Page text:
'It's a tough time for the family. The two children have taken his death very badly. Laila is inconsolable. But Fardeen is distraught. The family is worried for him. Fardeen keeps breaking down every half an hour. It's a heart-wrenching sight,' a source close to the family told IANS.
Now the Khans, who include his brothers Sanjay, Akbar and Sameer, have arranged a massive prayer meeting for Feroz Khan at the Marriott in Mumbai May 3.
'They've chosen a hotel and not a place of worship because of the large crowds that are expected to gather to pay their last respects to Feroz Khan,' said the source.
Feroz Khan passed away late Sunday at his farmhouse in Bangalore after a prolonged battle with cancer. He was 69. At his funeral Monday there were some surprises - his long-estranged wife Sundari showed up.
'Feroz and Sundari had not spoken to each other for 25 years. She not only stayed for the funeral, she also stayed the night for the wake where the entire Khan family and close friends spoke their heart out about the man they loved,' said the source.
Sanjay Gupta, who was planning to do the 'Qurbani' remake for Feroz Khan with Fardeen in one of the lead roles, is now planning a biography on the late actor.
'But I wouldn't like it to be a routine biography. I want to style it on the lines of Hunter Thompson's 'Gonzo'. I want to re-construct the great man's life through the people he knew through various stages in his life from childhood to adolescence to adulthood to his later years.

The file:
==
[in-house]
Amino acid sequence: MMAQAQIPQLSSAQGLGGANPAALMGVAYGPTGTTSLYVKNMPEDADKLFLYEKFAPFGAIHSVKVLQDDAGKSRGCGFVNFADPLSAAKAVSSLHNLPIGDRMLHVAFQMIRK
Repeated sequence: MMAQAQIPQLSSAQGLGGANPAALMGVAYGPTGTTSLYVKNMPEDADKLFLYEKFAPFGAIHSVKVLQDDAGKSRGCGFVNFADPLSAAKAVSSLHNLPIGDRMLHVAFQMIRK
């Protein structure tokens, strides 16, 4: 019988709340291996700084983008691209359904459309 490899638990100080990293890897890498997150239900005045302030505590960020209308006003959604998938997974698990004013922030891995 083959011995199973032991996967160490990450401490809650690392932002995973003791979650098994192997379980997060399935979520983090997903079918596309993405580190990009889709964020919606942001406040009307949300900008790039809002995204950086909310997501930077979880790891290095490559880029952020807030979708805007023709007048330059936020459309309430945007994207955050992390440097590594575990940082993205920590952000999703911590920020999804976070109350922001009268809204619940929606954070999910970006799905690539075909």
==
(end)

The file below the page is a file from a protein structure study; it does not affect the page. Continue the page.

'There are two things one can never forget. The first time one has sex and the first time one meets Mr. Feroz Khan. He was awesome,' said Gupta.
Gupta's homage to Feroz Khan is in his next film 'Acid Factory' where Fardeen has been projected exactly like his father.
'We never intended it. But when we saw the rushes we were stunned by how much like his father Fardeen walks, talks and acts in 'Acid Factory'. It's uncanny.'
Gupta wanted very badly to show 'Acid Factory' to Feroz Khan.
'In fact, we were planning to fly the print to him. It never happened. We instead sent him the posters. They occupied a pride of place in his den in Bangalore.'